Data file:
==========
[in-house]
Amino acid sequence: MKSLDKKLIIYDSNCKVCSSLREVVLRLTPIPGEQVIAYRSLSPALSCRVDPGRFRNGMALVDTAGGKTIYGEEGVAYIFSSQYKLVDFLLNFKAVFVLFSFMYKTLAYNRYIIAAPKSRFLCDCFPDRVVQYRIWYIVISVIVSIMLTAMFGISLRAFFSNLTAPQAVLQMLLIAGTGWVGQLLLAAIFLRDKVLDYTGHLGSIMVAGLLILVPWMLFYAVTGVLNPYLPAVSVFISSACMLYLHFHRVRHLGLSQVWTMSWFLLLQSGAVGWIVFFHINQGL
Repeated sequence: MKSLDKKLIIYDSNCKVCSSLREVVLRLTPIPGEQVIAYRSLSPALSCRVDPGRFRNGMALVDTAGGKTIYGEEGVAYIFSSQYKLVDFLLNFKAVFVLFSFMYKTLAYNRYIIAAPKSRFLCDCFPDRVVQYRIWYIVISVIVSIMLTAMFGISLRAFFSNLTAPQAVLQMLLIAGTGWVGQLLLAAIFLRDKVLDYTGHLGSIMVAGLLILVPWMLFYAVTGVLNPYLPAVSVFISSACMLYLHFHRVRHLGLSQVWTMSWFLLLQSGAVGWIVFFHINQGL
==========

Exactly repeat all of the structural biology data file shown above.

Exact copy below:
[in-house]
Amino acid sequence: MKSLDKKLIIYDSNCKVCSSLREVVLRLTPIPGEQVIAYRSLSPALSCRVDPGRFRNGMALVDTAGGKTIYGEEGVAYIFSSQYKLVDFLLNFKAVFVLFSFMYKTLAYNRYIIAAPKSRFLCDCFPDRVVQYRIWYIVISVIVSIMLTAMFGISLRAFFSNLTAPQAVLQMLLIAGTGWVGQLLLAAIFLRDKVLDYTGHLGSIMVAGLLILVPWMLFYAVTGVLNPYLPAVSVFISSACMLYLHFHRVRHLGLSQVWTMSWFLLLQSGAVGWIVFFHINQGL
Repeated sequence: MKSLDKKLIIYDSNCKVCSSLREVVLRLTPIPGEQVIAYRSLSPALSCRVDPGRFRNGMALVDTAGGKTIYGEEGVAYIFSSQYKLVDFLLNFKAVFVLFSFMYKTLAYNRYIIAAPKSRFLCDCFPDRVVQYRIWYIVISVIVSIMLTAMFGISLRAFFSNLTAPQAVLQMLLIAGTGWVGQLLLAAIFLRDKVLDYTGHLGSIMVAGLLILVPWMLFYAVTGVLNPYLPAVSVFISSACMLYLHFHRVRHLGLSQVWTMSWFLLLQSGAVGWIVFFHINQGL